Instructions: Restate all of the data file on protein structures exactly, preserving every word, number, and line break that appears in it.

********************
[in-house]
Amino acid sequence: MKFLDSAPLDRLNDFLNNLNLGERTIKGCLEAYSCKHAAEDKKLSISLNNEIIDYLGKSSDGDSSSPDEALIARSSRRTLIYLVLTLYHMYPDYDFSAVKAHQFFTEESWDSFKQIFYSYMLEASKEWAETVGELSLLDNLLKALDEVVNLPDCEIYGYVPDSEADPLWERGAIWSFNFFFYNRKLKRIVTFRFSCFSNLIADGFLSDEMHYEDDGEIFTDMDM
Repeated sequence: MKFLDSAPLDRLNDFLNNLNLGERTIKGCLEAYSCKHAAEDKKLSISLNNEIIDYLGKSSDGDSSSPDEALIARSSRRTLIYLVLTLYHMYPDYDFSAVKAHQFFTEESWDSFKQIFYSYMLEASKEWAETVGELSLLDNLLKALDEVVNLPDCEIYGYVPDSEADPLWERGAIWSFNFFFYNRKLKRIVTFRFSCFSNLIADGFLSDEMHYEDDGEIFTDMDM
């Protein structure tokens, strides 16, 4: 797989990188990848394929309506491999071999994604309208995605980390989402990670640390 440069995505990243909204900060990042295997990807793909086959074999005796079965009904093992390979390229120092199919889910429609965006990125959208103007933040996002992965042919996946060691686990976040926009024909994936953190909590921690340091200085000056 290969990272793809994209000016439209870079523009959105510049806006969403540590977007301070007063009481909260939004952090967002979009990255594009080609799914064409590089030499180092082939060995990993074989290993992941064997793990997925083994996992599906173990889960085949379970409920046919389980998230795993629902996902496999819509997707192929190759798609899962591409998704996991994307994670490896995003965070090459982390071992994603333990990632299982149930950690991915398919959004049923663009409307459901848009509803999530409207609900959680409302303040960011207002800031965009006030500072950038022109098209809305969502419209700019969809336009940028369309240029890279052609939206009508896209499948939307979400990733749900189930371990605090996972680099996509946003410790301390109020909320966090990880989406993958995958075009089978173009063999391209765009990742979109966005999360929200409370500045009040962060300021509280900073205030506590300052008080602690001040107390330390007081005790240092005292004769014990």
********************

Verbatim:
[in-house]
Amino acid sequence: MKFLDSAPLDRLNDFLNNLNLGERTIKGCLEAYSCKHAAEDKKLSISLNNEIIDYLGKSSDGDSSSPDEALIARSSRRTLIYLVLTLYHMYPDYDFSAVKAHQFFTEESWDSFKQIFYSYMLEASKEWAETVGELSLLDNLLKALDEVVNLPDCEIYGYVPDSEADPLWERGAIWSFNFFFYNRKLKRIVTFRFSCFSNLIADGFLSDEMHYEDDGEIFTDMDM
Repeated sequence: MKFLDSAPLDRLNDFLNNLNLGERTIKGCLEAYSCKHAAEDKKLSISLNNEIIDYLGKSSDGDSSSPDEALIARSSRRTLIYLVLTLYHMYPDYDFSAVKAHQFFTEESWDSFKQIFYSYMLEASKEWAETVGELSLLDNLLKALDEVVNLPDCEIYGYVPDSEADPLWERGAIWSFNFFFYNRKLKRIVTFRFSCFSNLIADGFLSDEMHYEDDGEIFTDMDM
């Protein structure tokens, strides 16, 4: 797989990188990848394929309506491999071999994604309208995605980390989402990670640390 440069995505990243909204900060990042295997990807793909086959074999005796079965009904093992390979390229120092199919889910429609965006990125959208103007933040996002992965042919996946060691686990976040926009024909994936953190909590921690340091200085000056 290969990272793809994209000016439209870079523009959105510049806006969403540590977007301070007063009481909260939004952090967002979009990255594009080609799914064409590089030499180092082939060995990993074989290993992941064997793990997925083994996992599906173990889960085949379970409920046919389980998230795993629902996902496999819509997707192929190759798609899962591409998704996991994307994670490896995003965070090459982390071992994603333990990632299982149930950690991915398919959004049923663009409307459901848009509803999530409207609900959680409302303040960011207002800031965009006030500072950038022109098209809305969502419209700019969809336009940028369309240029890279052609939206009508896209499948939307979400990733749900189930371990605090996972680099996509946003410790301390109020909320966090990880989406993958995958075009089978173009063999391209765009990742979109966005999360929200409370500045009040962060300021509280900073205030506590300052008080602690001040107390330390007081005790240092005292004769014990």